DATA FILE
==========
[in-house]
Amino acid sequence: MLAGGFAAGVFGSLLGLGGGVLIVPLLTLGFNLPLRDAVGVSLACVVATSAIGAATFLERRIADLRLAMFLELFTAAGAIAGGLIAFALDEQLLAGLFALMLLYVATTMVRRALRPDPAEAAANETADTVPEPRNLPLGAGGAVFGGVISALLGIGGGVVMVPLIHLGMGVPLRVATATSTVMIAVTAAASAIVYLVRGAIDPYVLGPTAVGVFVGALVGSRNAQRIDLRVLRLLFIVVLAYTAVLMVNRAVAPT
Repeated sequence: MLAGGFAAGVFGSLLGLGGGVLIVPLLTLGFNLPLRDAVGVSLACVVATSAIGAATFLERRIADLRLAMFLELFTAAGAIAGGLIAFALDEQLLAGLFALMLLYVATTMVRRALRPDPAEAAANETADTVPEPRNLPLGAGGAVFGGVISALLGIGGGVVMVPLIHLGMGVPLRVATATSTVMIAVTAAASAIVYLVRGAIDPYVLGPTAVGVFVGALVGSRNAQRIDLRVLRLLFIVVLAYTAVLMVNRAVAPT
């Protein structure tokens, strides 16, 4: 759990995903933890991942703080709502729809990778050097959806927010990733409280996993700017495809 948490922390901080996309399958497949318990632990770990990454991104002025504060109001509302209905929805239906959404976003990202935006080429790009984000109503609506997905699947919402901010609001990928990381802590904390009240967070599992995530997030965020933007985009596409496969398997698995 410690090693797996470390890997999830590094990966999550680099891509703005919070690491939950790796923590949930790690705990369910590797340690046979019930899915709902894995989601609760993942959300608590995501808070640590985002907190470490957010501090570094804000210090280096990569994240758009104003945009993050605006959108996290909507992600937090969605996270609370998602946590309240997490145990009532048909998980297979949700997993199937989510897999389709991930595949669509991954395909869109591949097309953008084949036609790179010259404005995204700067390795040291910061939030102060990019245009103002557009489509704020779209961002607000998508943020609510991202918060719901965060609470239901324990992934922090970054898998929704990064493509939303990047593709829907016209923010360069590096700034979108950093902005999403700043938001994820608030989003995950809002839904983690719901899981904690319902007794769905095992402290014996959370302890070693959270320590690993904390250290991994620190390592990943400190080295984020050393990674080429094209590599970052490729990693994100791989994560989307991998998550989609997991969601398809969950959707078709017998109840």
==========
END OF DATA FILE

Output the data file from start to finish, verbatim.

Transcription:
[in-house]
Amino acid sequence: MLAGGFAAGVFGSLLGLGGGVLIVPLLTLGFNLPLRDAVGVSLACVVATSAIGAATFLERRIADLRLAMFLELFTAAGAIAGGLIAFALDEQLLAGLFALMLLYVATTMVRRALRPDPAEAAANETADTVPEPRNLPLGAGGAVFGGVISALLGIGGGVVMVPLIHLGMGVPLRVATATSTVMIAVTAAASAIVYLVRGAIDPYVLGPTAVGVFVGALVGSRNAQRIDLRVLRLLFIVVLAYTAVLMVNRAVAPT
Repeated sequence: MLAGGFAAGVFGSLLGLGGGVLIVPLLTLGFNLPLRDAVGVSLACVVATSAIGAATFLERRIADLRLAMFLELFTAAGAIAGGLIAFALDEQLLAGLFALMLLYVATTMVRRALRPDPAEAAANETADTVPEPRNLPLGAGGAVFGGVISALLGIGGGVVMVPLIHLGMGVPLRVATATSTVMIAVTAAASAIVYLVRGAIDPYVLGPTAVGVFVGALVGSRNAQRIDLRVLRLLFIVVLAYTAVLMVNRAVAPT
């Protein structure tokens, strides 16, 4: 759990995903933890991942703080709502729809990778050097959806927010990733409280996993700017495809 948490922390901080996309399958497949318990632990770990990454991104002025504060109001509302209905929805239906959404976003990202935006080429790009984000109503609506997905699947919402901010609001990928990381802590904390009240967070599992995530997030965020933007985009596409496969398997698995 410690090693797996470390890997999830590094990966999550680099891509703005919070690491939950790796923590949930790690705990369910590797340690046979019930899915709902894995989601609760993942959300608590995501808070640590985002907190470490957010501090570094804000210090280096990569994240758009104003945009993050605006959108996290909507992600937090969605996270609370998602946590309240997490145990009532048909998980297979949700997993199937989510897999389709991930595949669509991954395909869109591949097309953008084949036609790179010259404005995204700067390795040291910061939030102060990019245009103002557009489509704020779209961002607000998508943020609510991202918060719901965060609470239901324990992934922090970054898998929704990064493509939303990047593709829907016209923010360069590096700034979108950093902005999403700043938001994820608030989003995950809002839904983690719901899981904690319902007794769905095992402290014996959370302890070693959270320590690993904390250290991994620190390592990943400190080295984020050393990674080429094209590599970052490729990693994100791989994560989307991998998550989609997991969601398809969950959707078709017998109840």